Physics forms the basis for many of the motions and behaviors seen in both the real world and in the virtual worlds of animated films, visual effects, and computer games. By describing the underlying physical principles and then creating simulations based on these principles, these computer-generated worlds are brought to life. Physically Based Modeling and Animation goes behind the scenes of computer animation and details the mathematical and algorithmic foundations that are used to determine the behavior underlying the movement of virtual objects and materials. Dr. Donald House and Dr. John Keyser offer an approachable, hands-on view of the equations and programming that form the foundations of this field. They guide readers from the beginnings of modeling and simulation to more advanced techniques, enabling them to master what they need to know in order to understand and create their own animations
- Emphasizes the underlying concepts of the field, and is not tied to any particular software package, language, or API.
- Develops concepts in mathematics, physics, numerical methods, and software design in a highly integrated way, enhancing both motivation and understanding.
- Progressively develops the material over the book, starting from very basic techniques, and building on these to introduce topics of increasing complexity.
- Motivates the topics by tying the underlying physical and mathematical techniques directly to applications in computer animation.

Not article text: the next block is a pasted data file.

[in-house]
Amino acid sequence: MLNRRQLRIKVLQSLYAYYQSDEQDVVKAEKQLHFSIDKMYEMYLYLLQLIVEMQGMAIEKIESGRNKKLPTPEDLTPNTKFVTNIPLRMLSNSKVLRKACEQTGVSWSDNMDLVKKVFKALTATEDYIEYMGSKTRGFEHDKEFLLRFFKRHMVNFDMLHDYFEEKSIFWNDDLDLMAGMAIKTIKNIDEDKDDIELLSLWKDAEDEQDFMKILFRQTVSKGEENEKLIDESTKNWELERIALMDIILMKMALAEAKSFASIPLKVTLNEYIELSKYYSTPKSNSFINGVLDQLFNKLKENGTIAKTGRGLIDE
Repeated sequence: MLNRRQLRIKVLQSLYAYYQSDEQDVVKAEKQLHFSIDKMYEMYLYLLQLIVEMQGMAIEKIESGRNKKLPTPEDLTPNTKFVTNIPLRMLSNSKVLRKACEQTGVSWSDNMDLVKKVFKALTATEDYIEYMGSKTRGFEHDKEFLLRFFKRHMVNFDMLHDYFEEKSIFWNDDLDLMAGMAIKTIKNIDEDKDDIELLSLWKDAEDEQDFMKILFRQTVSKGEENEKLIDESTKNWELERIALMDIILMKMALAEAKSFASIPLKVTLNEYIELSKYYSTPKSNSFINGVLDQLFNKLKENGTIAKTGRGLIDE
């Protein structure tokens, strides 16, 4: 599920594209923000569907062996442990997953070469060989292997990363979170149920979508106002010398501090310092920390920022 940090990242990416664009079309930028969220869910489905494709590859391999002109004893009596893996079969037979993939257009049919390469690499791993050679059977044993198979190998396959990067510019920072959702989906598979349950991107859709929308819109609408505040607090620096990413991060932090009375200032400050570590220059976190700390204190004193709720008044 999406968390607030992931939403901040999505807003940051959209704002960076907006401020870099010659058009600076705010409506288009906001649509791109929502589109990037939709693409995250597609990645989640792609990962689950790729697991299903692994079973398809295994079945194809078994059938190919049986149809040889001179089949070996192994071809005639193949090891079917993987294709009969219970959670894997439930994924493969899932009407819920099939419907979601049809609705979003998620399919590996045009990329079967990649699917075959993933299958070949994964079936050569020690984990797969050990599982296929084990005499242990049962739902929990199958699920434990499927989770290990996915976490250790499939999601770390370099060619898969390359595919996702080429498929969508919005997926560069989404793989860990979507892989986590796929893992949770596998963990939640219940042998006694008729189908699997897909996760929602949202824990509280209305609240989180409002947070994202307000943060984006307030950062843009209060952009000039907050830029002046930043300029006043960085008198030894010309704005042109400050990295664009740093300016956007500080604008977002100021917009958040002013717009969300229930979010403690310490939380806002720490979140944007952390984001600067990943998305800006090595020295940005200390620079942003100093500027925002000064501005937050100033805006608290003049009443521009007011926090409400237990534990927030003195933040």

Table of Contents
Chapter 1 □ Introduction
Chapter 2 □ Simulation Foundations
Chapter 3 □ Follow the Bouncing Ball
Chapter 4 □ Particle Systems
Chapter 5 □ Particle Choreography
Chapter 6 □ Interacting Particle Systems
Chapter 7 □ Numerical Integration
Chapter 8 □ Deformable Springy Meshes
Chapter 9 □ Rigid Body Dynamics
Chapter 10 □ Rigid Body Collisions and Contacts
Chapter 11 □ Constraints
Chapter 12 □ Articulated Bodies
Chapter 13 □ Foundations of Fluid Dynamics
Chapter 14 □ Smoothed Particle Hydrodynamics (SPH)
Chapter 15 □ Finite Difference Algorithms
Donald H. House is Professor and Chair of the Division of Visual Computing in the School of Computing at Clemson University, Clemson, South Carolina, USA. He received his Ph.D. in Computer and Information Sciences from the University of Massachusetts, Amherst, his M.S. in Electrical Engineering from Rensselaer, and his B.S. in Mathematics from Union College. His early research was in cloth simulation, and physically based animation. More recently his focus has been on cognitive and perceptual optimization of visualizations under uncertainty.
John C. Keyser is Professor and Associate Department Head for Academics in the Department of Computer Science and Engineering at Texas A&M University, College Station, Texas, USA. He received his Ph.D. in Computer Science from the University of North Carolina, and B.S. degrees in Applied Math, Engineering Physics, and Computer Science from Abilene Christian University. His research has spanned a range of computer graphics topics, with particular emphasis in physically based simulation and solid modeling.